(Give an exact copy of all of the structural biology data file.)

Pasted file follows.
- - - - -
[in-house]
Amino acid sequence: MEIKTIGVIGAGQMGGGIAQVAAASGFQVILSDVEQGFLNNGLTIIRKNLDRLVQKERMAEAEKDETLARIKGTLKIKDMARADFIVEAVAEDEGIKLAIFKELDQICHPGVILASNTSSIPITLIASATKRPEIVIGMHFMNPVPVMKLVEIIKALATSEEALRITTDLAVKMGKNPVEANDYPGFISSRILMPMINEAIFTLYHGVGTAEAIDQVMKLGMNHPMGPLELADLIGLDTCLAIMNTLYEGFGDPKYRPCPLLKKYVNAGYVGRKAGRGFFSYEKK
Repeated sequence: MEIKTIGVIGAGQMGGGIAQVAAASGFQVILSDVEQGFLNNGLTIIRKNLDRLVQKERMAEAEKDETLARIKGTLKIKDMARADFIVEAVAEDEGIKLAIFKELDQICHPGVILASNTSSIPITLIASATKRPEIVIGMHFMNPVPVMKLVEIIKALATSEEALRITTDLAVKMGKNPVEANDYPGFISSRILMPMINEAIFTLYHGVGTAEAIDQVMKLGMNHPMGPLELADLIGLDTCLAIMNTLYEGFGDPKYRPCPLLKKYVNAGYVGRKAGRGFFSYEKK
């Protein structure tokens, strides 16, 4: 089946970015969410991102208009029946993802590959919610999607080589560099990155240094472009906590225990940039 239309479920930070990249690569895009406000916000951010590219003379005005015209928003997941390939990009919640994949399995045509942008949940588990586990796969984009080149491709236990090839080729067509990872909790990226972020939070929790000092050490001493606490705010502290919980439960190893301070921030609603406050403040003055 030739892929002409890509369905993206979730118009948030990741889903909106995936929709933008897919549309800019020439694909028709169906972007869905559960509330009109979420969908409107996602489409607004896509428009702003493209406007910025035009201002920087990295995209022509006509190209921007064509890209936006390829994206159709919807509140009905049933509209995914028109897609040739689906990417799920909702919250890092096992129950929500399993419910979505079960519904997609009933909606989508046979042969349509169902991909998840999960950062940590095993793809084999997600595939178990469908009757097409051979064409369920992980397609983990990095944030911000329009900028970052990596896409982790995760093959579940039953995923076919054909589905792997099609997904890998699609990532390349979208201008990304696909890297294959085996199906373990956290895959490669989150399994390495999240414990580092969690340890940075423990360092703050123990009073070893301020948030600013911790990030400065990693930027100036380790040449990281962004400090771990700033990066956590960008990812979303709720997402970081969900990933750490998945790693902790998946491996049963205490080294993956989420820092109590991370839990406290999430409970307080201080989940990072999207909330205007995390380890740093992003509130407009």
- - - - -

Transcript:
[in-house]
Amino acid sequence: MEIKTIGVIGAGQMGGGIAQVAAASGFQVILSDVEQGFLNNGLTIIRKNLDRLVQKERMAEAEKDETLARIKGTLKIKDMARADFIVEAVAEDEGIKLAIFKELDQICHPGVILASNTSSIPITLIASATKRPEIVIGMHFMNPVPVMKLVEIIKALATSEEALRITTDLAVKMGKNPVEANDYPGFISSRILMPMINEAIFTLYHGVGTAEAIDQVMKLGMNHPMGPLELADLIGLDTCLAIMNTLYEGFGDPKYRPCPLLKKYVNAGYVGRKAGRGFFSYEKK
Repeated sequence: MEIKTIGVIGAGQMGGGIAQVAAASGFQVILSDVEQGFLNNGLTIIRKNLDRLVQKERMAEAEKDETLARIKGTLKIKDMARADFIVEAVAEDEGIKLAIFKELDQICHPGVILASNTSSIPITLIASATKRPEIVIGMHFMNPVPVMKLVEIIKALATSEEALRITTDLAVKMGKNPVEANDYPGFISSRILMPMINEAIFTLYHGVGTAEAIDQVMKLGMNHPMGPLELADLIGLDTCLAIMNTLYEGFGDPKYRPCPLLKKYVNAGYVGRKAGRGFFSYEKK
């Protein structure tokens, strides 16, 4: 089946970015969410991102208009029946993802590959919610999607080589560099990155240094472009906590225990940039 239309479920930070990249690569895009406000916000951010590219003379005005015209928003997941390939990009919640994949399995045509942008949940588990586990796969984009080149491709236990090839080729067509990872909790990226972020939070929790000092050490001493606490705010502290919980439960190893301070921030609603406050403040003055 030739892929002409890509369905993206979730118009948030990741889903909106995936929709933008897919549309800019020439694909028709169906972007869905559960509330009109979420969908409107996602489409607004896509428009702003493209406007910025035009201002920087990295995209022509006509190209921007064509890209936006390829994206159709919807509140009905049933509209995914028109897609040739689906990417799920909702919250890092096992129950929500399993419910979505079960519904997609009933909606989508046979042969349509169902991909998840999960950062940590095993793809084999997600595939178990469908009757097409051979064409369920992980397609983990990095944030911000329009900028970052990596896409982790995760093959579940039953995923076919054909589905792997099609997904890998699609990532390349979208201008990304696909890297294959085996199906373990956290895959490669989150399994390495999240414990580092969690340890940075423990360092703050123990009073070893301020948030600013911790990030400065990693930027100036380790040449990281962004400090771990700033990066956590960008990812979303709720997402970081969900990933750490998945790693902790998946491996049963205490080294993956989420820092109590991370839990406290999430409970307080201080989940990072999207909330205007995390380890740093992003509130407009």